Neha: How does the concept of “social proof” play a role in building a community as opposed to building authority?
Kim: So when we talk about social proof in that traditional sense, we are talking about, for example, in an online setting, it would be a whole bunch of logos that you put on a website or testimonials case studies. Those are elements of social proof. But the kind of social proof that builds community is different. So using my launch and founders group as an example, this is a group of, I think, 26 women in marketing that are all over the world, and we developed a sense of community. The way you build social proof in a community is by showing up. And by that, I mean, for example, if you’re building a community, make a list. It doesn’t have to be a public list; make it a private list, and put all the people that are part of that community on that list so that when you first say open Twitter in the morning, go to that list, look and see what those people are saying and interact with them. That is how you build social proof in a community. You share it with other people, you all use that megaphone to amplify each other, and you show up and comment and interact with people within that group, and you do it quite consistently as I recommend daily that you take five minutes and you peek in that core group. And so, over time, you build social proof with the other members of that group. They know that you are going to help them build an audience and share their news and that you are interested in what’s happening in their world, and they will reciprocate. And truthfully, it’s about engagement.
Neha: What are the potential downsides or pitfalls of solely focusing on building authority on social media platforms?
Kim: Well, I think the biggest pitfall is that it’s lonely. I don’t believe that there are very many people who enjoy being all alone with no social connections. It does not actually work. So I think that the biggest pitfall when you focus on building authority, one of the biggest pitfalls is that you’re alone. You’re not getting enough input from other people. So from a business perspective, you’re not staying cutting edge, you’re not learning new things, you’re not staying ahead of the curve because you’re only talking to yourself. The other big pitfall that I see is that you cannot win. So as an example, I think I have 9500 followers or something on Twitter. If you are somebody with 2000 followers, I probably look really successful to you. If you are someone with 100,000 followers, I look like nothing. No matter how many followers I get or how much authority I build, I will never build as much authority as somebody else. You are always going to be doing that fear of missing out thing. There’s no finish line. There’s no point where you go home, Success is what lights the fire in your belly that makes you go have more success. Failure just doesn’t do the same thing. So I think the biggest downside of focusing on building authority is that you can get very wrapped up in FOMO and not get those moments of success that you really need to have to move forward and actually build authority. Which is kind of ironic, isn’t it? You build more authority when you stop worrying so much about building authority.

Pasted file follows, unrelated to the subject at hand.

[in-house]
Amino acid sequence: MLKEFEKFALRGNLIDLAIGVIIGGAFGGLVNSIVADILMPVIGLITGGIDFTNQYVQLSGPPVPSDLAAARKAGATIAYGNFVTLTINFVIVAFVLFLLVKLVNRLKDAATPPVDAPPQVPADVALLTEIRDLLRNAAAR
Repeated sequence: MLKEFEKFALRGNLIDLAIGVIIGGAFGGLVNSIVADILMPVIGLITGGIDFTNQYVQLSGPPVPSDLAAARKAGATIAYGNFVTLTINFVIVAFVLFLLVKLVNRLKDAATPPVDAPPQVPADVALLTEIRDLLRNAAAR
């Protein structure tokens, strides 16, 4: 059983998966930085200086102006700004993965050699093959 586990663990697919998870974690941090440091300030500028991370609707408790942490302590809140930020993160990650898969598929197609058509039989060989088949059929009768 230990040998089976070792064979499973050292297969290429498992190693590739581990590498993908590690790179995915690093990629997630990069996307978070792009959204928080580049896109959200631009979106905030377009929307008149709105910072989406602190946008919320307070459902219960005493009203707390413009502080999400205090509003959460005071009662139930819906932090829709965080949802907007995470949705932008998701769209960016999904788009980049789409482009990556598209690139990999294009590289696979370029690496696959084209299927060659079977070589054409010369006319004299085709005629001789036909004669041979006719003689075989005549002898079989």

Kulsoom: What strategies can you think of that could be employed to get maximum attraction between your social media community?